Short comments on recently acquired discs.
is a magnificent work. Indeed, it is one of Handel
's best works, even if less well known than the more static Messiah
or his incidental orchestral or organ music. In this new recording, to top it off, the best case is made for an already so exciting work. Paul McCreesh and his authentic instrument troupe, the Gabrieli Consort & Players—just back from a stunning Bach St. Matthew Passion
—get into it with their typical freshness and joviality that will have you get the jitterbug. The size of the orchestral forces is rather big, for Handel at any rate, and diverse. Organ, timpani (plenty!), carillion* (yay!), harp, and lots of other things. In fact, it's already as big as if Otto Klemperer himself had reorchestrated it. The complete thing, on three discs, lasting over two and a half fun hours, has the superb singing of countertenor Andreas Scholl (David), as well as Neal Davies (Saul), Susan Gritton (Merab), et al., and comes with the usual informative booklet and libretto in French, English, and German. A vocal baroque delight par excellence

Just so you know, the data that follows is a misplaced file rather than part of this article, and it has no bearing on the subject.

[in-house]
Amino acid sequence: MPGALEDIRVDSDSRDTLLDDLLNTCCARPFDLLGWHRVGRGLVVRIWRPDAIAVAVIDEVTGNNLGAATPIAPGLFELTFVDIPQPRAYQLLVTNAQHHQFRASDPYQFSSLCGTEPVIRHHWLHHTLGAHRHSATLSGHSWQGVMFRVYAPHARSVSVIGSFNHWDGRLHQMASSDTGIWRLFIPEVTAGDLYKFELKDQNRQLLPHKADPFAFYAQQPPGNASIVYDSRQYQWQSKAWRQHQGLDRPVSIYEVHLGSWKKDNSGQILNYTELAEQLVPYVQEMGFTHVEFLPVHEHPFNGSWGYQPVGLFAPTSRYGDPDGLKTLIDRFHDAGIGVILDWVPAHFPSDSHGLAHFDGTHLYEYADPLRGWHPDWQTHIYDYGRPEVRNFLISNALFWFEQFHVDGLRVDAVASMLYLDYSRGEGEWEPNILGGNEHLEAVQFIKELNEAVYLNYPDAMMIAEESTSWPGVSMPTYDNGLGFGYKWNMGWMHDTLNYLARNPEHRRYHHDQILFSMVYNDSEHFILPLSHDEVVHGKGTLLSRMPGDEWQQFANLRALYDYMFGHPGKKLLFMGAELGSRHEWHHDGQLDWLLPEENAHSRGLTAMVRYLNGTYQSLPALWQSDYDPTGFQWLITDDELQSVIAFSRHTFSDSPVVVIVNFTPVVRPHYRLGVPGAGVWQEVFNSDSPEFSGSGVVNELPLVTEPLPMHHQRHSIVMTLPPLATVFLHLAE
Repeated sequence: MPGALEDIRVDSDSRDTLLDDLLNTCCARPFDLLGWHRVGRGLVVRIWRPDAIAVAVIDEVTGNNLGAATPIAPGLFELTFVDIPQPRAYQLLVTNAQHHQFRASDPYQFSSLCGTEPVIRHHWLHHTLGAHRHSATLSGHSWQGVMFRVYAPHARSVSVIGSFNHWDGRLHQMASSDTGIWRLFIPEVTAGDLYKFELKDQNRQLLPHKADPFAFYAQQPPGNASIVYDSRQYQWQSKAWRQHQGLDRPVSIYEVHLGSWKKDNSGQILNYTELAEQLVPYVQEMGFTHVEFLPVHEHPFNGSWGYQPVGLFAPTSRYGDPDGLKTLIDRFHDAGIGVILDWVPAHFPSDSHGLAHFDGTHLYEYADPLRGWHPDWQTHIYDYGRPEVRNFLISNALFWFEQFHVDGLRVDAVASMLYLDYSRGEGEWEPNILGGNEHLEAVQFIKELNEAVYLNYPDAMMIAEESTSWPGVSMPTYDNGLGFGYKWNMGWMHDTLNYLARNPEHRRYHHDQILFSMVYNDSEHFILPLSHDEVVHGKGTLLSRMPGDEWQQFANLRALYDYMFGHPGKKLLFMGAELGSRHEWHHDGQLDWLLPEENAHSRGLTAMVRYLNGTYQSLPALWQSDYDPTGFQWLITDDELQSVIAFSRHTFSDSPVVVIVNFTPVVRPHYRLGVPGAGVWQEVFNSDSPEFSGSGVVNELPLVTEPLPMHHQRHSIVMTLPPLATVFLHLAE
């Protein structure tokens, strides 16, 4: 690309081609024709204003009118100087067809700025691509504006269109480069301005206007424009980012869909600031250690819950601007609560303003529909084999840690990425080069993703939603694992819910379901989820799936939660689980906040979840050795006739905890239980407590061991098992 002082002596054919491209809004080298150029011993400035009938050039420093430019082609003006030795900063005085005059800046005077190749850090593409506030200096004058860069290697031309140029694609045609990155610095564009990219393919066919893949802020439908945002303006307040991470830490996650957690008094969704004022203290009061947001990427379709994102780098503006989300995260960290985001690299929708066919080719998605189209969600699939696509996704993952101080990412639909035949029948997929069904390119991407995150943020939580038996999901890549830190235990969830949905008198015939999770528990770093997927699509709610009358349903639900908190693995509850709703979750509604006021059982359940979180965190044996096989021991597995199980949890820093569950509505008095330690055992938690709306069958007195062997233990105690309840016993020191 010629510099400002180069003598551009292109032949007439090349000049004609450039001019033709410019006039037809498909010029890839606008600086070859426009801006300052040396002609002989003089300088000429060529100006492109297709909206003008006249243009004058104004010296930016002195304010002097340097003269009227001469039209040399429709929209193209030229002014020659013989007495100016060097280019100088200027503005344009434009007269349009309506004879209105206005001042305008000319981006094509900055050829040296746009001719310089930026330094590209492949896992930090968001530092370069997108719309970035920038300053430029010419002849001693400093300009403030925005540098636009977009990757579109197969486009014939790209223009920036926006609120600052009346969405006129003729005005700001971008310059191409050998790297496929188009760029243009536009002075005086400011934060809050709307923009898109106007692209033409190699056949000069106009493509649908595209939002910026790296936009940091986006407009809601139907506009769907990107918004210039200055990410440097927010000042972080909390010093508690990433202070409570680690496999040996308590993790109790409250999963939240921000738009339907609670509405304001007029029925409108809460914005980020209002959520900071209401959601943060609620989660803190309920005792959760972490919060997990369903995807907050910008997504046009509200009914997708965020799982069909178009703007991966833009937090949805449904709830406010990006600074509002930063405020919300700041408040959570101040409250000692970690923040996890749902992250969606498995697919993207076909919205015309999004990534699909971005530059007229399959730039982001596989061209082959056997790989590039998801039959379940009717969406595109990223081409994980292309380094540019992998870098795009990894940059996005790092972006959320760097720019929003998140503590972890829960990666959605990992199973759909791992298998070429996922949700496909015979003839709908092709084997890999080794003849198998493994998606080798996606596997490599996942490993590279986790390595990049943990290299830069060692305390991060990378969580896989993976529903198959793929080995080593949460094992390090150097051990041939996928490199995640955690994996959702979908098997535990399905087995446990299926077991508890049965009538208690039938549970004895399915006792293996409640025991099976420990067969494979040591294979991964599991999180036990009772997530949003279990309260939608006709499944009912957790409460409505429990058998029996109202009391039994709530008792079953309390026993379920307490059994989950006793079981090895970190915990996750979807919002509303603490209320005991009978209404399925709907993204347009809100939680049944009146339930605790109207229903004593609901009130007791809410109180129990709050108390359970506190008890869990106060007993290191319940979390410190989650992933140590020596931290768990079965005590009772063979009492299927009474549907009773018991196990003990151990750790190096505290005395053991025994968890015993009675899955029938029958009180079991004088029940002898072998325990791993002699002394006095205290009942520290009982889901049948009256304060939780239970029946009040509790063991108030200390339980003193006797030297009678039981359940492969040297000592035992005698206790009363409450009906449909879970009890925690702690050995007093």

and not to be missed. ƒƒ
From medieval Latin
quadrillionem, which refers to four stationary bells commonly used in France to indicate the time. Three high-pitched bells chimed the quarter-hours, while a fourth and deeper-toned one tolled the hour.
A set of cast bronze bells arranged in chromatic order and so tuned as to be capable of concordant harmony. They are normally played from a clavier of wooden keys and pedals but may also be played from an ivory keyboard with electric action.